Surrender of Berlin - POI005

Surrender of Berlin

02-05-1945 - 02-05-1945

Schulenburgring 2, Berlin, Germany
Keywords for this historic location
Bombing Destruction Fighting Occupation Victory and defeat
Liberation Route Europe

Surrender of Berlin

After the Soviet troops had occupied the Reichstag on 1 May 1945, German defeat was imminent. On 2 May, Soviet intelligence received a radio message from the German 56th Armored Corps requesting an armistice. Later that morning, corps commander General Helmuth Weidling signed the order of surrender, which was then conveyed to all soldiers of the Berlin garrison.

After Adolf Hitler had committed suicide on 30 April 1945 and the Soviet troops had occupied the Reichstag on 1 May 1945, German defeat was imminent. On 2 May, Soviet intelligence received a radio message from the 56th Armored Corps led by General Helmuth Weidling requesting an armistice after a day of failed negotiations for a conditional surrender.
Later that morning, Weidling, corps commander and the last commander of the Berlin Defence District, was brought to Schulenburgring 2 in Berlin Tempelhof.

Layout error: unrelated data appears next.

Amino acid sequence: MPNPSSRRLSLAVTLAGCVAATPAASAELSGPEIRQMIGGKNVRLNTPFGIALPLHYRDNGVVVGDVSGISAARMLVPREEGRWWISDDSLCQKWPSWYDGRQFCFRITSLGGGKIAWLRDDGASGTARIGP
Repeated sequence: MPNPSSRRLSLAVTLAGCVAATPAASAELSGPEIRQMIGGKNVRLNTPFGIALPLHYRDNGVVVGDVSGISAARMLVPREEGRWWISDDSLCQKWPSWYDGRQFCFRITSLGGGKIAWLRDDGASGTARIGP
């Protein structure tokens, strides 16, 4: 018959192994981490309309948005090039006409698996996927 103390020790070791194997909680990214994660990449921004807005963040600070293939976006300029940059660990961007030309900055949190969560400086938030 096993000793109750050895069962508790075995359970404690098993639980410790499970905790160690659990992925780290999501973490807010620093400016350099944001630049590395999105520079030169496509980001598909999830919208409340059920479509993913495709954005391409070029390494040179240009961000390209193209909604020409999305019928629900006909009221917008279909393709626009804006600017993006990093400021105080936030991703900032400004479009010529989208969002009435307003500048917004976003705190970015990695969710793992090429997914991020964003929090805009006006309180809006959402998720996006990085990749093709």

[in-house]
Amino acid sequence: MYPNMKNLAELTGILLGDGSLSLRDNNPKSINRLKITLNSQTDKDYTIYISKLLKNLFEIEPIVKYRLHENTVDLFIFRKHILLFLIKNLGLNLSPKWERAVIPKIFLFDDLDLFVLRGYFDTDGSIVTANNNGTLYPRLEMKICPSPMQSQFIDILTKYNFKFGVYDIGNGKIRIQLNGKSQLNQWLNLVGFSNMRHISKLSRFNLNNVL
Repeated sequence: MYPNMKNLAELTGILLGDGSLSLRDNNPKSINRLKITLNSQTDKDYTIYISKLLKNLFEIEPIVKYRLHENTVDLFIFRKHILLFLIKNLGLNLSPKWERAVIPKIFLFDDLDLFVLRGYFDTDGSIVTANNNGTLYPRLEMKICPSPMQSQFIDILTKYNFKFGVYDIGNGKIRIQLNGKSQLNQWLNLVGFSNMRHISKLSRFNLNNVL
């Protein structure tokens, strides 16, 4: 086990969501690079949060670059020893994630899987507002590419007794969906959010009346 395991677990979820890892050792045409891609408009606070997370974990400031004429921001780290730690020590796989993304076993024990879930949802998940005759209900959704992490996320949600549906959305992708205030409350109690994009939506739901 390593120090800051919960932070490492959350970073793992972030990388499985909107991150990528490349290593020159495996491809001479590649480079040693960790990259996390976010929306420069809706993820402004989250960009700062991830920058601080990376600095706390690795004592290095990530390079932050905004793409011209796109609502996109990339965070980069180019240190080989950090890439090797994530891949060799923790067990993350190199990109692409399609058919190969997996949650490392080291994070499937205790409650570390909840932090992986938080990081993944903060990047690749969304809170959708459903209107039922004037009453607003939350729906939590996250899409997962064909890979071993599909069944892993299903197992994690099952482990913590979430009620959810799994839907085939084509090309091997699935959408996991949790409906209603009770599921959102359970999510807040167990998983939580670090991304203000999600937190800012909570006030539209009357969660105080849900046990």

A few days before, on 27 April 1945, shortly after the Soviet occupation of the Berlin Tempelhof Airport, General Vasily Chuikov had moved his field headquarters from Johannisthal Airfield in south-eastern Berlin to Schulenburgring 2 in Tempelhof. Instead of the airport building he chose a traditional Berlin apartment building which he used until 4 May 1945.

In the ground floor apartment of a certain Mrs. Anni Goebels, Weidling signed the order of surrender to all soldiers of the Berlin garrison. This signature meant the end of the Second World War for Berlin. Six days later, the unconditional surrender of the entire German forces was signed in nearby Berlin’s Karlshorst district.

The human cost of the battle of Berlin had been enormous. The Soviets counted over 80.000 dead. German losses are estimated at almost 50.000.

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Surrender of Berlin

After Adolf Hitler had committed suicide on 30 April 1945 and the Soviet troops had occupied the Reichstag on 1 May 1945, German defeat was imminent....

Schulenburgring 2, Berlin, Germany

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